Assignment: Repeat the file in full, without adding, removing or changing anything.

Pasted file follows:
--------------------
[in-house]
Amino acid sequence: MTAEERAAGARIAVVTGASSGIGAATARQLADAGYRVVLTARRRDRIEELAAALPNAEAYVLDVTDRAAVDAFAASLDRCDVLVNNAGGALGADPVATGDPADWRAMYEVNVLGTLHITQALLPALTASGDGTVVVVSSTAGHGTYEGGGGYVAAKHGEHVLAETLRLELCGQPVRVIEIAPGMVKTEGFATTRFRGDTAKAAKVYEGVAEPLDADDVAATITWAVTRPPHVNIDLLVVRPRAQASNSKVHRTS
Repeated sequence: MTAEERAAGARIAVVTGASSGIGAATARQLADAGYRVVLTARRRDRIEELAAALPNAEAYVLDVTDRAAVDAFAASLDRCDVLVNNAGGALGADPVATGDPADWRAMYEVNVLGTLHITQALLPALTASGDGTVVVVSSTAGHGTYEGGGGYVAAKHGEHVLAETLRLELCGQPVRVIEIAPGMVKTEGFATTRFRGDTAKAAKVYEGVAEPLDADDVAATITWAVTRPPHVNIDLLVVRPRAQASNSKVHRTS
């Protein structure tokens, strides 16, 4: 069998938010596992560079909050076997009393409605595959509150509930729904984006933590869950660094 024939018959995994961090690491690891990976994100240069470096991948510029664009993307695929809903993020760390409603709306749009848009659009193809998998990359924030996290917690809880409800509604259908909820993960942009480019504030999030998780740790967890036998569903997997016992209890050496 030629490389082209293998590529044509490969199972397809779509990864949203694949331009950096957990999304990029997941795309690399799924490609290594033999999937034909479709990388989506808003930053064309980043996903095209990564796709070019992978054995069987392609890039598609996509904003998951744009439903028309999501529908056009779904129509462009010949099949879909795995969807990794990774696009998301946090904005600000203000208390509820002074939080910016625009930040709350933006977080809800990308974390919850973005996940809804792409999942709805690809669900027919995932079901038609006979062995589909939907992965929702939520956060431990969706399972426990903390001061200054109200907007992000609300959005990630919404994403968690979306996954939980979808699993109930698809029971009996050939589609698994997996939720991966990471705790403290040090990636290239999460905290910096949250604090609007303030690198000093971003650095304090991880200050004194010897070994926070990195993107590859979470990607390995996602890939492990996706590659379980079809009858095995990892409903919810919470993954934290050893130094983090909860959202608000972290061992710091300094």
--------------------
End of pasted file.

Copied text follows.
[in-house]
Amino acid sequence: MTAEERAAGARIAVVTGASSGIGAATARQLADAGYRVVLTARRRDRIEELAAALPNAEAYVLDVTDRAAVDAFAASLDRCDVLVNNAGGALGADPVATGDPADWRAMYEVNVLGTLHITQALLPALTASGDGTVVVVSSTAGHGTYEGGGGYVAAKHGEHVLAETLRLELCGQPVRVIEIAPGMVKTEGFATTRFRGDTAKAAKVYEGVAEPLDADDVAATITWAVTRPPHVNIDLLVVRPRAQASNSKVHRTS
Repeated sequence: MTAEERAAGARIAVVTGASSGIGAATARQLADAGYRVVLTARRRDRIEELAAALPNAEAYVLDVTDRAAVDAFAASLDRCDVLVNNAGGALGADPVATGDPADWRAMYEVNVLGTLHITQALLPALTASGDGTVVVVSSTAGHGTYEGGGGYVAAKHGEHVLAETLRLELCGQPVRVIEIAPGMVKTEGFATTRFRGDTAKAAKVYEGVAEPLDADDVAATITWAVTRPPHVNIDLLVVRPRAQASNSKVHRTS
């Protein structure tokens, strides 16, 4: 069998938010596992560079909050076997009393409605595959509150509930729904984006933590869950660094 024939018959995994961090690491690891990976994100240069470096991948510029664009993307695929809903993020760390409603709306749009848009659009193809998998990359924030996290917690809880409800509604259908909820993960942009480019504030999030998780740790967890036998569903997997016992209890050496 030629490389082209293998590529044509490969199972397809779509990864949203694949331009950096957990999304990029997941795309690399799924490609290594033999999937034909479709990388989506808003930053064309980043996903095209990564796709070019992978054995069987392609890039598609996509904003998951744009439903028309999501529908056009779904129509462009010949099949879909795995969807990794990774696009998301946090904005600000203000208390509820002074939080910016625009930040709350933006977080809800990308974390919850973005996940809804792409999942709805690809669900027919995932079901038609006979062995589909939907992965929702939520956060431990969706399972426990903390001061200054109200907007992000609300959005990630919404994403968690979306996954939980979808699993109930698809029971009996050939589609698994997996939720991966990471705790403290040090990636290239999460905290910096949250604090609007303030690198000093971003650095304090991880200050004194010897070994926070990195993107590859979470990607390995996602890939492990996706590659379980079809009858095995990892409903919810919470993954934290050893130094983090909860959202608000972290061992710091300094």